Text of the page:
GU-Q holds fourth annual MESSA Undergraduate Conference 2015


Reporting from Urooj Kamran Azmi & Shuhan Zhang | Video by Urooj Kamran Azmi

Students from around the world discussed the Middle East at the recent Middle Eastern Studies Student Association (MESSA) undergraduate conference held by Georgetown University School of Foreign Service in Qatar.

“It’s a unique conference where students take the lead in choosing the topics that are going to be debated and discussed. It broadens the issues that we talk about in university,” said Haya Al Romaihi, president of MESSA.

Selected research papers from the conference will be included in the annual MESSA academic journal, published in partnership with Bloomsbury Qatar Foundation Publishing.

Selected students are invited to Qatar on an annual trip to attend the MESSA conference and present their work.

This year’s conference, called “Narrowing the Gap: The Conversation between the Governing and the Governed,”  took place from 17th to 19th March 2015. The papers presented issues such as Shariah as opium, the history from a woman’s perspective, Middle East and North Africa and the future of Gulf Cooperation Council.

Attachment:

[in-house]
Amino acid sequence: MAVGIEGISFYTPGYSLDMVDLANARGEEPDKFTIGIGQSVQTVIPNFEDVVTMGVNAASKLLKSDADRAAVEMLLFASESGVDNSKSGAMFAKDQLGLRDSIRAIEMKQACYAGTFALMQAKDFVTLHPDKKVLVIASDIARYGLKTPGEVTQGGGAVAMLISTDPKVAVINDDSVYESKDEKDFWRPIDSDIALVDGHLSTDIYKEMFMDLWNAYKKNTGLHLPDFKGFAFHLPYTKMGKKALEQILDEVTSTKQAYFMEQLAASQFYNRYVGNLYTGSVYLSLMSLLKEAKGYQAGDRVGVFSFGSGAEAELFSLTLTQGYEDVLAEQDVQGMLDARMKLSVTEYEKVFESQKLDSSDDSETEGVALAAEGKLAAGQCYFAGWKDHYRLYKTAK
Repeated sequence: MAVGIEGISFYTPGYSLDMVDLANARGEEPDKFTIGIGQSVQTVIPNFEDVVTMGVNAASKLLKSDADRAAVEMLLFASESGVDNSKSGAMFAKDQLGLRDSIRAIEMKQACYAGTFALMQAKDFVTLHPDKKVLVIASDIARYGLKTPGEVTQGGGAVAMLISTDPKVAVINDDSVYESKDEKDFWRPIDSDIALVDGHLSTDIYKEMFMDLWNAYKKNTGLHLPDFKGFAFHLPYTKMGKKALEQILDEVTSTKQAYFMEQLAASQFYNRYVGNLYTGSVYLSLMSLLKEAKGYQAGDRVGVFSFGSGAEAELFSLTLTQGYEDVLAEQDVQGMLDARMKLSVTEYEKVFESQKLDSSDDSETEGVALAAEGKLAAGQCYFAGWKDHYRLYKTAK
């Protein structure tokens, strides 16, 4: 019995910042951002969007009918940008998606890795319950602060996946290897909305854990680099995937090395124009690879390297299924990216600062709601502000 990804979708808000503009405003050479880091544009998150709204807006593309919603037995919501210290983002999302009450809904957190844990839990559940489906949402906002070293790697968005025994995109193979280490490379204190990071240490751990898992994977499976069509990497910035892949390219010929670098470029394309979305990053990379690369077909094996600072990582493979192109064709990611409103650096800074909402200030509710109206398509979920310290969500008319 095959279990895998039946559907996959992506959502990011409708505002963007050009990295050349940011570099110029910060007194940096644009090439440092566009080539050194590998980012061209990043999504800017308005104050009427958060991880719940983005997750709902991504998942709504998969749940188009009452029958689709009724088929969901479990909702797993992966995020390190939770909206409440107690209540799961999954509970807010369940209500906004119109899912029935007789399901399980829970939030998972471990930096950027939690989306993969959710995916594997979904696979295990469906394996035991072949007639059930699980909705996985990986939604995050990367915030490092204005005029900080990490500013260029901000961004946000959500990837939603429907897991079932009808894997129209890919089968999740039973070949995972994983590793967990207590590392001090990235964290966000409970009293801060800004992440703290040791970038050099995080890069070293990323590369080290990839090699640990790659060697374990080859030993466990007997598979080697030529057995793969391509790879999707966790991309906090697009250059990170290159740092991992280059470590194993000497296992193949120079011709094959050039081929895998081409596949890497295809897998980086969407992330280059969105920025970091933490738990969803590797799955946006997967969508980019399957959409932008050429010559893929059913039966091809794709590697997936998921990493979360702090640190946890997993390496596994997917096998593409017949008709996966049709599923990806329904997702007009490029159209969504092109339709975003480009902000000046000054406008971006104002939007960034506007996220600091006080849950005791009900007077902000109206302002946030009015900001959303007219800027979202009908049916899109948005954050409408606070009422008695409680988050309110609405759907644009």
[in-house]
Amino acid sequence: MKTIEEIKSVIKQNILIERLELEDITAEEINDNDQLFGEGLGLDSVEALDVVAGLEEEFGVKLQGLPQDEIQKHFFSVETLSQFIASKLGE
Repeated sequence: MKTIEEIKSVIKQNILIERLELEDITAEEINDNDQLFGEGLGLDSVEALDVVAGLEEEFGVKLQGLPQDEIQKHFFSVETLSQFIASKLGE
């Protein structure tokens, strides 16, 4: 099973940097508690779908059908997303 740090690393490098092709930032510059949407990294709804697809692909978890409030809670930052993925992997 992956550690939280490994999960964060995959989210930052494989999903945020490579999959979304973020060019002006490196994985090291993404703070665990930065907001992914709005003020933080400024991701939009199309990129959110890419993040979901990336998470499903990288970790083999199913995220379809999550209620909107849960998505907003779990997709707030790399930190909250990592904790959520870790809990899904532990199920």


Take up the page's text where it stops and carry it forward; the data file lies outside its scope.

“The way we worded the theme gave the students the ability to form or mould their own definition of what it means to govern and be governed,” said Romaihi.

18 research papers were presented at the conference, 12 from Qatar and six from United States. Universities represented included Harvard, University of Southern California, University of Virginia and Northwestern University in Qatar, among others.

The numbers and variety of submissions received this year, however, were not very large, said Romaihi. This year’s conference allowed research work to be submitted in Arabic or in form of short films, but no short films were received and the Arabic papers received were not up to the mark for presentation at the conference.

“I think what we faced difficulty with is getting the word out there,” said Romaihi.  “I think there needs to be better communication among the universities [in EC] to really push for such events to get to the students.”

“It was interesting to see how little pieces of information I have picked up over my year [at GU-Q] were brought together in one place, and I was able to understand the general atmosphere [surrounding Gulf politics] better,” said Barbara Gallets, a student from Georgetown’s main campus in Washington, DC who is studying abroad in Qatar.

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